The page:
However, to fire them — without charging, arresting, providing a trial, and affording them justice for this crime — would be an even greater injustice.

If we are to “establish justice, ensure domestic tranquility, provide for the common defense, promote the general welfare, and secure the blessings of liberty to ourselves and our posterity”, like the preamble to the American Constitution dictates, they must be held, fully accountable for this crime against humanity.

Two of the dismissed officers have a history of use of force. Careful, ironic attention should also be paid to the fact that, in the same country, in which a current pandemic has claimed over 100,000 lives, and has also caused police departments throughout the U.S to change how they are doing work, yet none of the four officers in the video are wearing masks. Guess it’s a matter of, ignore the mask and get on with the task.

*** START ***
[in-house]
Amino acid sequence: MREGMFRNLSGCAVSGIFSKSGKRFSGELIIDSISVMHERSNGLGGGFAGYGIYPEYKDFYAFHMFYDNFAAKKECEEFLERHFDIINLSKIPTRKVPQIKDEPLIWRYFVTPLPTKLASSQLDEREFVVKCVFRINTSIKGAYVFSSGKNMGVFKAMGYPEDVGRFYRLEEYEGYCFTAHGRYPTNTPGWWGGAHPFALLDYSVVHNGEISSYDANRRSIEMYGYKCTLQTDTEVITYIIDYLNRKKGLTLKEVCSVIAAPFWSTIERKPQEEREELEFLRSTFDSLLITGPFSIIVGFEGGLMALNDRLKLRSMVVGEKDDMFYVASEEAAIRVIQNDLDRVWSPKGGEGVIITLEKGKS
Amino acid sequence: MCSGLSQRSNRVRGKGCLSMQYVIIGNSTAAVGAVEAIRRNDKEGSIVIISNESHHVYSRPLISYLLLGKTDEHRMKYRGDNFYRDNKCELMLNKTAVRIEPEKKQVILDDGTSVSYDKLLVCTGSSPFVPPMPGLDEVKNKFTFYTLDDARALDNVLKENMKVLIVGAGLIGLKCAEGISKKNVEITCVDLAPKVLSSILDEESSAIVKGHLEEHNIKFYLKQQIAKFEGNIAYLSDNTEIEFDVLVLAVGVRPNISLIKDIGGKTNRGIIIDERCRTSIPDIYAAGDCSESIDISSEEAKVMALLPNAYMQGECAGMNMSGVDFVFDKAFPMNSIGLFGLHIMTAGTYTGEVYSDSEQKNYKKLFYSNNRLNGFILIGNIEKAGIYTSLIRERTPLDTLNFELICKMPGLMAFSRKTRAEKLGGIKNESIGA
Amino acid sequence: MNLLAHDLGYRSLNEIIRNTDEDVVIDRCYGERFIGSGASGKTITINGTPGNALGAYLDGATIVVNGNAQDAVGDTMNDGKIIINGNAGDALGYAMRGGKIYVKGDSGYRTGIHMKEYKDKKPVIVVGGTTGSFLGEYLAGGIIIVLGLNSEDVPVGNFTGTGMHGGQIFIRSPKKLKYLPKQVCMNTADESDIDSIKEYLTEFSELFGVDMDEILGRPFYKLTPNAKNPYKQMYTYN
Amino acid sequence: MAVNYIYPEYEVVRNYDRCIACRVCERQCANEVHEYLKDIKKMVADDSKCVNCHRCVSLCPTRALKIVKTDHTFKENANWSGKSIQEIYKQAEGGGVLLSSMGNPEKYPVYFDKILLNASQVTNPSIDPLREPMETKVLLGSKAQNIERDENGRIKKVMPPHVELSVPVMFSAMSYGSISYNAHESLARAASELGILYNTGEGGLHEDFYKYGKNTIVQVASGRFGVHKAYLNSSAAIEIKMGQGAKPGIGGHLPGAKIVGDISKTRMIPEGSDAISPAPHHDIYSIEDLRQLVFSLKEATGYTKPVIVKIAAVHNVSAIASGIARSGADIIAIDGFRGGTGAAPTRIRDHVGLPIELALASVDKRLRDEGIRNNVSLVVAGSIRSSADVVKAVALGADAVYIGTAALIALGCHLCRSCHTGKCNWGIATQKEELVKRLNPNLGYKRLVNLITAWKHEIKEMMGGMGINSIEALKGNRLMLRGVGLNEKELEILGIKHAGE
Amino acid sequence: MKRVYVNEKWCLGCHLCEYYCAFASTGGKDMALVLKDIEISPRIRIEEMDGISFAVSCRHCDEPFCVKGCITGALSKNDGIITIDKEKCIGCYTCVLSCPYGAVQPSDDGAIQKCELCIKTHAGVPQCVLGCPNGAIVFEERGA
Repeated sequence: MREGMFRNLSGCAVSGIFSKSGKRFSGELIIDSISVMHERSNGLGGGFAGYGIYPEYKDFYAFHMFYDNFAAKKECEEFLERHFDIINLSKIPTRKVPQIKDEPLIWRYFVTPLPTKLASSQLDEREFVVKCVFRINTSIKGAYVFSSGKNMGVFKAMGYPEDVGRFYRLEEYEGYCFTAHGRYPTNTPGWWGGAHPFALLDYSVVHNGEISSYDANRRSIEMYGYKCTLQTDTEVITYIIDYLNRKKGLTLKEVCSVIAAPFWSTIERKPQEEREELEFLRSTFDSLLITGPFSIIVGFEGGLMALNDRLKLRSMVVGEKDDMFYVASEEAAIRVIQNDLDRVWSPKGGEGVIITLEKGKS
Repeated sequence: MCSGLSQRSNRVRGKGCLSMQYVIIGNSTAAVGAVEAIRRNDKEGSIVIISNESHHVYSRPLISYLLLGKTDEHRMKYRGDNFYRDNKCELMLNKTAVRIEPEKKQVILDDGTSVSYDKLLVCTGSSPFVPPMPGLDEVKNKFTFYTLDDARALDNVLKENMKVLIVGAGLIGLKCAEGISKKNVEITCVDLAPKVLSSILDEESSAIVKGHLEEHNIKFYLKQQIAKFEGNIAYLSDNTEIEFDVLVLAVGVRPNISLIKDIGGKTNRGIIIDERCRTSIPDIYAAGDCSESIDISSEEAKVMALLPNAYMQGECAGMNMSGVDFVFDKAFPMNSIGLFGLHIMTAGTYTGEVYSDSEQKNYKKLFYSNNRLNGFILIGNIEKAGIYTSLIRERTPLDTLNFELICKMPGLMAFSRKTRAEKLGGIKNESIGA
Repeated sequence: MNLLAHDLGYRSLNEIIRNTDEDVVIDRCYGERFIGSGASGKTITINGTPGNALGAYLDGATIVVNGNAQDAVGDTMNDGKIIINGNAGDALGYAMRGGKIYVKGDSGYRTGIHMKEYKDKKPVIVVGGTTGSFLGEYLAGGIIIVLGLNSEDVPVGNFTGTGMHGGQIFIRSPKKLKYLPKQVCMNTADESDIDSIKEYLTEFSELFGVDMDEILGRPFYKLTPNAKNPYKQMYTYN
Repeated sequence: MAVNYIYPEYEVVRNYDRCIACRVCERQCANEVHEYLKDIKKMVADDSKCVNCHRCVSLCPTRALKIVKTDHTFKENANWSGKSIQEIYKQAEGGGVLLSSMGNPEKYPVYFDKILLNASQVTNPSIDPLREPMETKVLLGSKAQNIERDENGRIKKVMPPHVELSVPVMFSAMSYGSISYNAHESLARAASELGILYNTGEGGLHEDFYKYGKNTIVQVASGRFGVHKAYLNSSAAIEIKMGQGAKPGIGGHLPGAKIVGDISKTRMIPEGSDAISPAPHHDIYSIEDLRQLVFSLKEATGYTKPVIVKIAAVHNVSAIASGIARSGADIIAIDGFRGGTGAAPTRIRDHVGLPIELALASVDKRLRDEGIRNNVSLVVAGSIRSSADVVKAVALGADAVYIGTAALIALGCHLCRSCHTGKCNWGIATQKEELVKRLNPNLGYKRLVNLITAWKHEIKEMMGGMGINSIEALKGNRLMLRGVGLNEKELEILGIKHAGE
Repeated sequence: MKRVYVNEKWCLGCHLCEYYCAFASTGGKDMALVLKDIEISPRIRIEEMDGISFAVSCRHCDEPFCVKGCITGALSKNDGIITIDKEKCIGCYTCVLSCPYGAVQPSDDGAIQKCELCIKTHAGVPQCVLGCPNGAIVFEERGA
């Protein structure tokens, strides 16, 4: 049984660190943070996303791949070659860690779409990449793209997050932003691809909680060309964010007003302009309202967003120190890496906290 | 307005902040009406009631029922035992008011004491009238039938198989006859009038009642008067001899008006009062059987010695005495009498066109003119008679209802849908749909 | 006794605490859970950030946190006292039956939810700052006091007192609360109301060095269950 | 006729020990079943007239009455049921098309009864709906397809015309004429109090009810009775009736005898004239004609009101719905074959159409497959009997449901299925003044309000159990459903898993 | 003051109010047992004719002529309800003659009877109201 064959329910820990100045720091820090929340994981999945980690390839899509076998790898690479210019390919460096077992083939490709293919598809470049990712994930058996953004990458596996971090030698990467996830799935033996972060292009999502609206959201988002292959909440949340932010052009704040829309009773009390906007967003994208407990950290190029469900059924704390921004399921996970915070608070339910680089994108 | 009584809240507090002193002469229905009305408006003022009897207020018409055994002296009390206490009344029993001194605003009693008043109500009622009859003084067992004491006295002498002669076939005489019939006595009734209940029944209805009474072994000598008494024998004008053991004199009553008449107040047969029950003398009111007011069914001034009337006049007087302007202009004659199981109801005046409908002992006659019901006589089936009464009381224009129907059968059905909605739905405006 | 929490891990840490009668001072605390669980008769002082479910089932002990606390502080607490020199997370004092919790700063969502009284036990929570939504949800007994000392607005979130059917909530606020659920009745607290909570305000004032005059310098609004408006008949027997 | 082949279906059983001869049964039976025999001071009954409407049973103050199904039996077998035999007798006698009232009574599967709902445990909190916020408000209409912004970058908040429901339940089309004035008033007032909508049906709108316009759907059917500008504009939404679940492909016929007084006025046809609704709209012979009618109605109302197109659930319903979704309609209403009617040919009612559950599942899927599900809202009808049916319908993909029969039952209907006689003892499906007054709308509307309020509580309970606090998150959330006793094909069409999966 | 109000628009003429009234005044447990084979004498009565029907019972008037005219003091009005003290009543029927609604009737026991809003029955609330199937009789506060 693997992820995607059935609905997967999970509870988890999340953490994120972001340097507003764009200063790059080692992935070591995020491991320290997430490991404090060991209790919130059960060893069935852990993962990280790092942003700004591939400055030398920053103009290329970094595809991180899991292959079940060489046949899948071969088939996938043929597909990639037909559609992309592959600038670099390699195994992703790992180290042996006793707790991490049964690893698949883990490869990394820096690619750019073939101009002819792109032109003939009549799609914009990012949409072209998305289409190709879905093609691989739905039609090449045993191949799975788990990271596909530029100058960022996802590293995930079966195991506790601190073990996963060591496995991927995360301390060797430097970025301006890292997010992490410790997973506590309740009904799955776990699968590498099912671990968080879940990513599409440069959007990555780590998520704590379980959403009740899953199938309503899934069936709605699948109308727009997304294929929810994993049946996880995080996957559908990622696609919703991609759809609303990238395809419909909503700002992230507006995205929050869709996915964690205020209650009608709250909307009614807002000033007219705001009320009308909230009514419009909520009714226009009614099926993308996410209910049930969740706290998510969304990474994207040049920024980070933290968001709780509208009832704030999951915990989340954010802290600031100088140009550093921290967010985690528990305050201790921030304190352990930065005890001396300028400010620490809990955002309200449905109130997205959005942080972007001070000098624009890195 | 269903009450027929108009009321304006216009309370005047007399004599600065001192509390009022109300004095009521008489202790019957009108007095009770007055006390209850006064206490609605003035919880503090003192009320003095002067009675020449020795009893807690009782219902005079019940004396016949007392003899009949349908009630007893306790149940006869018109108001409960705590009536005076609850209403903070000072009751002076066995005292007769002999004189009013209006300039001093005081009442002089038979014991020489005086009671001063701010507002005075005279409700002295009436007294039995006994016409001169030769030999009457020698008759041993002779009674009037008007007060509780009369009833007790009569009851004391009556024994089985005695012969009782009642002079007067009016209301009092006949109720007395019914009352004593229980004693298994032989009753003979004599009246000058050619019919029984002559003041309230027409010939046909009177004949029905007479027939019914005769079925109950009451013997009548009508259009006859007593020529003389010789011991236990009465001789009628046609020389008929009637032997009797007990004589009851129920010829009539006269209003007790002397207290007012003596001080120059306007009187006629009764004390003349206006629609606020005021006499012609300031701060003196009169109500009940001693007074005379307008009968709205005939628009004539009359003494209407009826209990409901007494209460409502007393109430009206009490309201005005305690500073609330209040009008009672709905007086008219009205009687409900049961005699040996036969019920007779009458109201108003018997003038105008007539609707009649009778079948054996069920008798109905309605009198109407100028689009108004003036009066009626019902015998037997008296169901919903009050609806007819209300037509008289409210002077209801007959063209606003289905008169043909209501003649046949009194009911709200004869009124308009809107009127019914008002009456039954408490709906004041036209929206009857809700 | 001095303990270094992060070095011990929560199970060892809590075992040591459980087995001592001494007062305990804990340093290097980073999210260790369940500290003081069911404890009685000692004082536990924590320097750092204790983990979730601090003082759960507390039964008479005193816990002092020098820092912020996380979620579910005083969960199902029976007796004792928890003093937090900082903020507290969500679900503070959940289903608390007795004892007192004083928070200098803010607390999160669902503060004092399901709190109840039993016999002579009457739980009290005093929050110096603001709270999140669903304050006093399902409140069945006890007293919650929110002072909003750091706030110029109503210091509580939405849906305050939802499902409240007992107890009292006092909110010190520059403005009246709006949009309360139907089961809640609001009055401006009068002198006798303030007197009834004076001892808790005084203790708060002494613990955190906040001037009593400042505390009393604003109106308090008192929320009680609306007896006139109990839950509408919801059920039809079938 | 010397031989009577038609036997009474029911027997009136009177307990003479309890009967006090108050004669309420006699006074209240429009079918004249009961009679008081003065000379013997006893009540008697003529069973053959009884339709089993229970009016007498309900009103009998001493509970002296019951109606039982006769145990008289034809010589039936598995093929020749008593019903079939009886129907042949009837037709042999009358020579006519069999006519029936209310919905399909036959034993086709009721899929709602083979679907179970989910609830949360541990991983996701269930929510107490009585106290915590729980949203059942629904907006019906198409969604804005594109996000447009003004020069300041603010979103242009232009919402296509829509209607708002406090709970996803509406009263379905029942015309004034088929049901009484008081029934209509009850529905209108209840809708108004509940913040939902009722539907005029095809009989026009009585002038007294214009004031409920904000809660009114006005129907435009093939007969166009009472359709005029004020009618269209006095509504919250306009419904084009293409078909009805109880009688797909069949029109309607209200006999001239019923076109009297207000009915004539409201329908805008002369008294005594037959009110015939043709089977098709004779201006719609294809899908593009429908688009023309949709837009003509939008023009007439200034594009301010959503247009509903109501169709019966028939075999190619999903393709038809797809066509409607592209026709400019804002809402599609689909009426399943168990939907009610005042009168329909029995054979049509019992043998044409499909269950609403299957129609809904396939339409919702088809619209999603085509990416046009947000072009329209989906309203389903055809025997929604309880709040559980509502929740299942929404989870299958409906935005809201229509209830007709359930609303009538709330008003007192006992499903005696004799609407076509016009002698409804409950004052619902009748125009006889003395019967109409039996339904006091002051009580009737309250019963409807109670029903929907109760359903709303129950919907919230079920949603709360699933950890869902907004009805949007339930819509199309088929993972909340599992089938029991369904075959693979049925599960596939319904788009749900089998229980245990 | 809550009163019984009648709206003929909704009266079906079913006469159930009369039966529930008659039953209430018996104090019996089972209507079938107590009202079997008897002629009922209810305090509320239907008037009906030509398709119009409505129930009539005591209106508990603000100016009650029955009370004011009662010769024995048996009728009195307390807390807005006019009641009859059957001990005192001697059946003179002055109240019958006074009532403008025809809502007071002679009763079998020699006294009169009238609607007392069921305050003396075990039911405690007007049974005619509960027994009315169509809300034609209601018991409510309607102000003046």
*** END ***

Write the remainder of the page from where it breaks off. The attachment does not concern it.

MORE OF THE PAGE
Presumptive Democratic presidential nominee, Joe Biden, popular among African-American voters, tweeted that Floyd deserved better, and his family deserves justice.

He further added that he is grateful for the swift action to fire the officers involved, and called for a thorough investigation by the FBI. www.republicworld.com/world-news/us-news/padma-lakshmi-calls-for-cultural-reckoning-as-death-of-black-man-spa.html

For far too long, Black humanity has been denied on American soil. The ever-gaping divide, between law enforcement and the Black communities they are supposed to serve, should be no surprise. For Black Americans, policing is the most enduring aspect of the struggle for civil rights. It has always been the mechanism for racial surveillance and control.